Another approach to aligning an object with a direction vector is to apply a relative rotation that rotates the object into alignment over the shortest arc. This can be done using an axis-angle computation, but there's also a nice quaternion-specific algorithm that does it a bit more elegantly.

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#4
Members - Reputation: **100**

Posted 09 February 2010 - 10:38 PM

1. is there a way to avoid that? I can see that my object flip somethimes back and forward, is that the reason? if so can it be prevented?

2. will your pseudo code rotating using a quaternion fix the problem in 1?

Cheers

rS

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#5
Members - Reputation: **1977**

Posted 10 February 2010 - 04:12 AM

Quote:The example I gave is susceptible to the problem I mentioned. The problem is here:

Original post by nardove

Hi jyk, so you said using my method "It'll work fine so long as the direction vector isn't parallel or nearly parallel with the up vector"

1. is there a way to avoid that? I can see that my object flip somethimes back and forward, is that the reason? if so can it be prevented?

2. will your pseudo code rotating using a quaternion fix the problem in 1?

// If 'up' and 'forward' are nearly parallel, the magnitude (length) of side will be small.From a conceptual standpoint, it makes sense that the algorithm doesn't work when the direction and up vectors are aligned. The purpose of the up vector is to provide additional information about how to orient the object, and if it's parallel to the direction vector, it provides no such information.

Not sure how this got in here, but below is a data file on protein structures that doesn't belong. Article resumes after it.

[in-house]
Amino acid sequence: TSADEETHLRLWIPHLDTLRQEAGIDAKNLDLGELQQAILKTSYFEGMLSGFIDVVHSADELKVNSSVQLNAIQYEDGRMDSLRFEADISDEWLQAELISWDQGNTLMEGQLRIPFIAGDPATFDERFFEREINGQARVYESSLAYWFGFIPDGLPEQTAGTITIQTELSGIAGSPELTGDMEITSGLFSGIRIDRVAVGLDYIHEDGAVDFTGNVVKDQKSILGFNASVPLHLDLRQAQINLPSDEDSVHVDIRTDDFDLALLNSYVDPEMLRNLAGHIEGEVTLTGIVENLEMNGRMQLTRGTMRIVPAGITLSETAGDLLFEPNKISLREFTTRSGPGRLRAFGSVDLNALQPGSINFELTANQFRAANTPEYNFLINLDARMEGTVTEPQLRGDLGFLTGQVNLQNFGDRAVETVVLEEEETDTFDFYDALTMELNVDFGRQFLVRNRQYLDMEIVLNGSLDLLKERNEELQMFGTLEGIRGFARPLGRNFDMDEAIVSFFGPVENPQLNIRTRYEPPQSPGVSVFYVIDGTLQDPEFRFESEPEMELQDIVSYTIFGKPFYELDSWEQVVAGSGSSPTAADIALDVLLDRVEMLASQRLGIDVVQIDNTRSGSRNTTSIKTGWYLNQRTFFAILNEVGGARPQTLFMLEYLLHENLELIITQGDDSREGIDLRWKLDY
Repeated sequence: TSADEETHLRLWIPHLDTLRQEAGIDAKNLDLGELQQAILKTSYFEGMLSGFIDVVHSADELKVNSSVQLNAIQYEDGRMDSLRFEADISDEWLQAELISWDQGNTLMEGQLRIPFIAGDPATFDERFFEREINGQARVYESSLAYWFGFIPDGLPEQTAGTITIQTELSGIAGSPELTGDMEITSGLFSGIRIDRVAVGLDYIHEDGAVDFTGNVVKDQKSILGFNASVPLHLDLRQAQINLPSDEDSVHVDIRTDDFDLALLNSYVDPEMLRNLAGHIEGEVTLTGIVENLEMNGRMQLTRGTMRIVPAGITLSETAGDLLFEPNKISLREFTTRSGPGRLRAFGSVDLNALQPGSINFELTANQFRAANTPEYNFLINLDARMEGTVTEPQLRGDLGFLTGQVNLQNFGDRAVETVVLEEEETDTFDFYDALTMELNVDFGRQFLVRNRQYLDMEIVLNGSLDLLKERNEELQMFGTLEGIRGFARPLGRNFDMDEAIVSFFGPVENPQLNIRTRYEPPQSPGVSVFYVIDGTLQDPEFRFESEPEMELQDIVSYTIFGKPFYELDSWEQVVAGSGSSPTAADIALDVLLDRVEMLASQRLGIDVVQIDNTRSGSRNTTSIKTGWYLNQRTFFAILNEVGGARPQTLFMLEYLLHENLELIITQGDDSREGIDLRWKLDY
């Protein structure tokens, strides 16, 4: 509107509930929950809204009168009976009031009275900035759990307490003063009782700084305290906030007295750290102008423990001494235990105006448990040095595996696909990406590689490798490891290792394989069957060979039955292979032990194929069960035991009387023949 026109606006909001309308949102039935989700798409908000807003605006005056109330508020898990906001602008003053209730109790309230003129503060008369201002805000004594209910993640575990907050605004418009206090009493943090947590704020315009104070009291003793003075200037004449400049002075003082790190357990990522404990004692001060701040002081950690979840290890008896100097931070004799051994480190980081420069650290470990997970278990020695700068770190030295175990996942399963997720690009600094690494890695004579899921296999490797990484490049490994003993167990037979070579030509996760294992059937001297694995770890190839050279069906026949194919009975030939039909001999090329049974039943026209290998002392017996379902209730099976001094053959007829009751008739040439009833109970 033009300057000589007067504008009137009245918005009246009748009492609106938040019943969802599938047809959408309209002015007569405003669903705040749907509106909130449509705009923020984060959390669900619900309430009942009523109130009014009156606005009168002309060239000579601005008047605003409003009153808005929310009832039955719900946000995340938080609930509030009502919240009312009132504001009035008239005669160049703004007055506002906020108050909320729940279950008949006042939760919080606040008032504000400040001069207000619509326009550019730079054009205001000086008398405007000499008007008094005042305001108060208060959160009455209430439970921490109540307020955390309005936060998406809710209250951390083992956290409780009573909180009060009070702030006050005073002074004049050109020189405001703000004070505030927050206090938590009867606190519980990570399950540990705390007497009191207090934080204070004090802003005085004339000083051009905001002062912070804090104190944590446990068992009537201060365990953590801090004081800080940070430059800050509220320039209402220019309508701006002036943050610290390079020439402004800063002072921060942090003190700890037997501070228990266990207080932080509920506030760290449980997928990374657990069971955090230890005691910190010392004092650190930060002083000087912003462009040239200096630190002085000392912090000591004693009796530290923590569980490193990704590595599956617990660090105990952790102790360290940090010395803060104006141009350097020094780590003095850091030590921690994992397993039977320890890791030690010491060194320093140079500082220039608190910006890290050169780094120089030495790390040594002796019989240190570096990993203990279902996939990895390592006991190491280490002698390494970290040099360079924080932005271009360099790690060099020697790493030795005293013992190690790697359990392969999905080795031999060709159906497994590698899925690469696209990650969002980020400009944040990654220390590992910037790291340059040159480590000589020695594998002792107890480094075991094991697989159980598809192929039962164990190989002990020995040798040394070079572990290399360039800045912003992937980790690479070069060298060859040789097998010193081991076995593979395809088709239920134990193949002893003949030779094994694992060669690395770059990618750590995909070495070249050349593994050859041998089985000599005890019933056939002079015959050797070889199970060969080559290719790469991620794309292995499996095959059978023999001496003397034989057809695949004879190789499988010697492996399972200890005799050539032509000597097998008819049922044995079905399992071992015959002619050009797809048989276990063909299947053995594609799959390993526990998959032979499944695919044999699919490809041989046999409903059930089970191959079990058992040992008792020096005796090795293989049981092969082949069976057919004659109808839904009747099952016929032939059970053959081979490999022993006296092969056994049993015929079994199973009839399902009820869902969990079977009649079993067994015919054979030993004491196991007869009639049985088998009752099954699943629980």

vector3 side = cross(up, forward);

// Normalizing a vector with small magnitude can have unpredictable results. Mathematically, you

// should be able to normalize any vector with non-zero length, but due to the limits of floating-point

// precision, normalization may fail even for vectors with very small magnitude (that is, you'll get

// undefined results, e.g. NaN's).

side.normalize();

// If normalizing the 'side' vector fails, everything from here on out will be invalid.

up = cross(forward, side);

matrix m = matrix_from_basis_vectors(side, up, forward);

quaternion q = quaternion_from_matrix(m);

If this case is likely to come up in your simulation, I'd recommend instead using relative rotations to align your object incrementally. The basic algorithm looks like this: